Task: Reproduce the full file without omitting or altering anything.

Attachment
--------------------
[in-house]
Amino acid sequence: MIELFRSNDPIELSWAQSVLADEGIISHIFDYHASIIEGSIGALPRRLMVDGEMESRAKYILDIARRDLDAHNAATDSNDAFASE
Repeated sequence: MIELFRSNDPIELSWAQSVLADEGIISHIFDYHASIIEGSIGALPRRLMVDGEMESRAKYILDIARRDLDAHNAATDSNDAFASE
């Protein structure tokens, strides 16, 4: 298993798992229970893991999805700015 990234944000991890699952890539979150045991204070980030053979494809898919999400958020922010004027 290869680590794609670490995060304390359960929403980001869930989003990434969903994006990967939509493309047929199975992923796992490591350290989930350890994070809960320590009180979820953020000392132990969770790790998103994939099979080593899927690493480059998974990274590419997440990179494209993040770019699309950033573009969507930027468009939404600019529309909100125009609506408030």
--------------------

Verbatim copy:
[in-house]
Amino acid sequence: MIELFRSNDPIELSWAQSVLADEGIISHIFDYHASIIEGSIGALPRRLMVDGEMESRAKYILDIARRDLDAHNAATDSNDAFASE
Repeated sequence: MIELFRSNDPIELSWAQSVLADEGIISHIFDYHASIIEGSIGALPRRLMVDGEMESRAKYILDIARRDLDAHNAATDSNDAFASE
């Protein structure tokens, strides 16, 4: 298993798992229970893991999805700015 990234944000991890699952890539979150045991204070980030053979494809898919999400958020922010004027 290869680590794609670490995060304390359960929403980001869930989003990434969903994006990967939509493309047929199975992923796992490591350290989930350890994070809960320590009180979820953020000392132990969770790790998103994939099979080593899927690493480059998974990274590419997440990179494209993040770019699309950033573009969507930027468009939404600019529309909100125009609506408030």